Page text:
Wednesday, August 1, 2018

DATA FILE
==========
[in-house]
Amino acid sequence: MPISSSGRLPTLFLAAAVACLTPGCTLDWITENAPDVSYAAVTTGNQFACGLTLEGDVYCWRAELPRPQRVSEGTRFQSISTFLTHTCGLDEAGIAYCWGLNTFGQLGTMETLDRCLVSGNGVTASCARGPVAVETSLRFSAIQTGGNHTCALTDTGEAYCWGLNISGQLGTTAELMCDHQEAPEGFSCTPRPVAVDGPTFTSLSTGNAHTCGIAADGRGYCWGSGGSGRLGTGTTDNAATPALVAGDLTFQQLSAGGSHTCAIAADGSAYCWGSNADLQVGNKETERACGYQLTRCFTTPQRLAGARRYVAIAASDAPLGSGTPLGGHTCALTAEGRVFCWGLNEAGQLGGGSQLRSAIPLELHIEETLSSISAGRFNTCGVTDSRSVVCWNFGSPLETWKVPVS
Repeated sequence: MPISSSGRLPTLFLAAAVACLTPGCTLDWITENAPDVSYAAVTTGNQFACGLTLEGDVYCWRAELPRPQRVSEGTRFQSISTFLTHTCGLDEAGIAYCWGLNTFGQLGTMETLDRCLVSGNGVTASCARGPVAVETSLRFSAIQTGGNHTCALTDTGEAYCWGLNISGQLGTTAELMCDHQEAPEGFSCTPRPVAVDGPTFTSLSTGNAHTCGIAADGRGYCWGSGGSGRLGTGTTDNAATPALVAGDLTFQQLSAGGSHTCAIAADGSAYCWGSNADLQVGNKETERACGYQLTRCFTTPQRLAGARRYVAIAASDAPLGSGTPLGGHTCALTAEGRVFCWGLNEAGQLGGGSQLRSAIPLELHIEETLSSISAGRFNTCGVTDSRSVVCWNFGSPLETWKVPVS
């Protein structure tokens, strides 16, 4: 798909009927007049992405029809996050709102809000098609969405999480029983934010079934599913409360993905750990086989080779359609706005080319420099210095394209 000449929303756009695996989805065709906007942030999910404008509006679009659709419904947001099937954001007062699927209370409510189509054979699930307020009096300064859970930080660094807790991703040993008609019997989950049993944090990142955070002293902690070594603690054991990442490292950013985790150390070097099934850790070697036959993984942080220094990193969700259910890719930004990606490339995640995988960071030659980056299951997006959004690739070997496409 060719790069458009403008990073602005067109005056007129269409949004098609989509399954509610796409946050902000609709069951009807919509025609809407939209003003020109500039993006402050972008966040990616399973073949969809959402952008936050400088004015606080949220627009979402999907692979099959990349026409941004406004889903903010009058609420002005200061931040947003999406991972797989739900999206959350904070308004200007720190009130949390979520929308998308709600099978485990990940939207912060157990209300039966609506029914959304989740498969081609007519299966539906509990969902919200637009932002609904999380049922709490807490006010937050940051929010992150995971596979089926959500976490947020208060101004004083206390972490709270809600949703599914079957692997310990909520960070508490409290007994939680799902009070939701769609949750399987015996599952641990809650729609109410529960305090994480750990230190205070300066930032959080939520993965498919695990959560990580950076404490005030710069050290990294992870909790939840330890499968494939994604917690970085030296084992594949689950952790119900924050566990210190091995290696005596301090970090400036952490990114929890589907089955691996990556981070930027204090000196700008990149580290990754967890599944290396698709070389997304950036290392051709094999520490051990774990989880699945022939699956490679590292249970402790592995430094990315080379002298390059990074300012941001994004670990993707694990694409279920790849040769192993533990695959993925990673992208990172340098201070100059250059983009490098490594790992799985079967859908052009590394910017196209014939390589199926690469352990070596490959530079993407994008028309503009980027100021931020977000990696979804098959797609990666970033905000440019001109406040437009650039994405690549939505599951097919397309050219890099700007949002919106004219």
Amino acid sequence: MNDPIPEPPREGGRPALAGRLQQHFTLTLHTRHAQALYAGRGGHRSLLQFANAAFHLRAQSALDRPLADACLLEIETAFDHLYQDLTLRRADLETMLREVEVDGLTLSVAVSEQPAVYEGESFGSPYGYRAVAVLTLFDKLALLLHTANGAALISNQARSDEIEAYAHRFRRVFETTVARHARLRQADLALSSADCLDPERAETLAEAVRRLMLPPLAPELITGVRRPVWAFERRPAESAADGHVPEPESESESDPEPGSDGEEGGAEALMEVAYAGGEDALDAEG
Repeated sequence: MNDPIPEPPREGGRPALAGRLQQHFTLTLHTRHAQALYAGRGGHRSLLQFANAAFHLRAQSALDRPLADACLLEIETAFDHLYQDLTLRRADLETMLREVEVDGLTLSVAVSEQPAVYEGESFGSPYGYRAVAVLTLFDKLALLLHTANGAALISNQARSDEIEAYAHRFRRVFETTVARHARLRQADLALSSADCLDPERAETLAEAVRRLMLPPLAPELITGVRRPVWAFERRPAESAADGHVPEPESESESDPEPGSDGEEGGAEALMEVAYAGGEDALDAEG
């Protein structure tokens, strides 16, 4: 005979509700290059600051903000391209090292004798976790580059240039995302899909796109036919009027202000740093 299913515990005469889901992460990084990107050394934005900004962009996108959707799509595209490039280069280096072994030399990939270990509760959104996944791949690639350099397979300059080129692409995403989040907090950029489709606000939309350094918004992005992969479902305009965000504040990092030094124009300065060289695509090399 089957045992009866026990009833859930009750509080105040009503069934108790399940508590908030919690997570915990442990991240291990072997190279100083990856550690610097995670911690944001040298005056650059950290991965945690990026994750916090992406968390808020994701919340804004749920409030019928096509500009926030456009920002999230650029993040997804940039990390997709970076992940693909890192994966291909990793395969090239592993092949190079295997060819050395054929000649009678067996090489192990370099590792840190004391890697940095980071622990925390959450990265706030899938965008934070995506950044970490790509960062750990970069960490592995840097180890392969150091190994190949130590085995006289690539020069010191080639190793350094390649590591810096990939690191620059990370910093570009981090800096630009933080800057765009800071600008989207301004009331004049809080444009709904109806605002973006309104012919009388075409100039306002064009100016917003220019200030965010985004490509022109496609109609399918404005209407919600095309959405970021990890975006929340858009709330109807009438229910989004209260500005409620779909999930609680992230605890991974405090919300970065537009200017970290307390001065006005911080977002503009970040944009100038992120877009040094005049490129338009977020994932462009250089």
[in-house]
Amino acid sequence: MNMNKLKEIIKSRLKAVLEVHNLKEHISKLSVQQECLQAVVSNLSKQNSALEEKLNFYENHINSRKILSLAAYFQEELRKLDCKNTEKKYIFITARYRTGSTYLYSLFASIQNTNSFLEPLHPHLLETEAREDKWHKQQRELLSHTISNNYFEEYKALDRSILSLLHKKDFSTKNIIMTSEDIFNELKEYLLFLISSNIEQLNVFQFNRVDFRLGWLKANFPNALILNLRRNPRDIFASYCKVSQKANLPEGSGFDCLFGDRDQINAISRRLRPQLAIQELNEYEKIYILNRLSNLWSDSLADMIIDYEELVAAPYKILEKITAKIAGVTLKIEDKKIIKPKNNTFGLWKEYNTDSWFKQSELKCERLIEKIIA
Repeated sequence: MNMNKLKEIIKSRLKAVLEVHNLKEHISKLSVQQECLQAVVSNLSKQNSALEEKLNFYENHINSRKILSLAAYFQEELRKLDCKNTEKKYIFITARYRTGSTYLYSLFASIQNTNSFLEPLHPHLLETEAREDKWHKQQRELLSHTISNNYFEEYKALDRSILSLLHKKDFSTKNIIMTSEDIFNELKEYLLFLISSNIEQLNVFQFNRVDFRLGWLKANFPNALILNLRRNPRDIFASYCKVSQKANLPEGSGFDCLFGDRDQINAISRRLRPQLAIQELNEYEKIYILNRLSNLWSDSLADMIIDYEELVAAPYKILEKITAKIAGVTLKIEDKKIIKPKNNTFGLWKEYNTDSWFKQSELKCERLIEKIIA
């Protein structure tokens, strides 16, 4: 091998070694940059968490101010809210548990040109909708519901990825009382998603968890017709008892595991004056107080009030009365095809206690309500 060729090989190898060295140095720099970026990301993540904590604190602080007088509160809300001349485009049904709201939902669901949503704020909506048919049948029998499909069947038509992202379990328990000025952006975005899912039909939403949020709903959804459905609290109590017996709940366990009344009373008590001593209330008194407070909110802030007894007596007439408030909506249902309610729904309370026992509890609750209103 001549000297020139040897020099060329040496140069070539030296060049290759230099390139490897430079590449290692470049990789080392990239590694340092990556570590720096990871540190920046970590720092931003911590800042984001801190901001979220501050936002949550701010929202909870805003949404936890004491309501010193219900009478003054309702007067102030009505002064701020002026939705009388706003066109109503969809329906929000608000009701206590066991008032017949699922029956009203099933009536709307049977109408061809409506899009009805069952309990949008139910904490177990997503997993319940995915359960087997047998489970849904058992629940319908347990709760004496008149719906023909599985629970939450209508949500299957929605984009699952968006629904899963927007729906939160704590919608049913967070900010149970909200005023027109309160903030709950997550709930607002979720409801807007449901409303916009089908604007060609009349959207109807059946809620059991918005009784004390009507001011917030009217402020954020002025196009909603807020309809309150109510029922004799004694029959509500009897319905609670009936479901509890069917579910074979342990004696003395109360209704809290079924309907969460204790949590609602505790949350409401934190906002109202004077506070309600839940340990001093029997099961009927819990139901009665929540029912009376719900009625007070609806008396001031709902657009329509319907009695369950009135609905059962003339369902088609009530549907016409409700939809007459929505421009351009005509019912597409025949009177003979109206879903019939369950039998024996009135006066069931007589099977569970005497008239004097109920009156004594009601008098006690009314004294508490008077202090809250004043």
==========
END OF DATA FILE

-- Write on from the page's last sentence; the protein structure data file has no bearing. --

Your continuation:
Fat - The Anthropology of Obsession Don Kulick & Ann Meneley, Editors Jeremy P Tarcher / Penguin 2005 $16.95 Fat is a word that's often on the lips as well as on the hips. Thirteen professional anthropologists, and one activist weigh in with a variety of international takes on the topic. Fat means very different things to many it seems, a subject no one is indifferent to. Reviewed is how every year in America billions of dollars are spent on books, programs, pre-packaged diets and fitness clubs. "Lite" foods are marketed to every demographic and contrasted with "food porn" as seen in TV commercials, magazines, on billboards and facebook pages. These authors, often imbedded with their subjects for up to a year, go global with stories of: fattening the young, beautiful brides of Yemen; studying teen girls in Sweden who talk about fat all day, every day and their obsession with how to avoid it; as well as the idealization of larger size in the fairer sex in Niger, Africa. Fat is viewed positively by an Italian heirloom grower and producer of olives and olive oil - some more expensive than champaign. In Hawaii, Spam's history in their diet is featured, describing how it is relished and incorporated into many ethnic dishes. One chapter tells how oversized women (BBWs - big beautiful women) and another chapter on very large, furry men called "bears," are both fetishized on line, in magazines and how they are sought after as partners. Fat activists in Toronto, under their homemade banner - "Pretty, Porky and Pissed Off" - emphasize that "fat comes in more than one size." They stage demonstrations accosting people on the street asking them, "Do you think I'm fat?" and have a street performance dancing in leotards to "Baby Elephant Walk," crushing lots of cakes with their ample backsides as the finale. [Who says the personal isn't political?] Also featured are super-sized rappers. Find out why they are lionized in some sectors the US music world. When it comes to fat the authors demonstrate "one size does not fit all." The academic and writing credentials of each contributor is featured at the end of the book, as well as a joint introduction by the editors who contribute a chapter each to the book.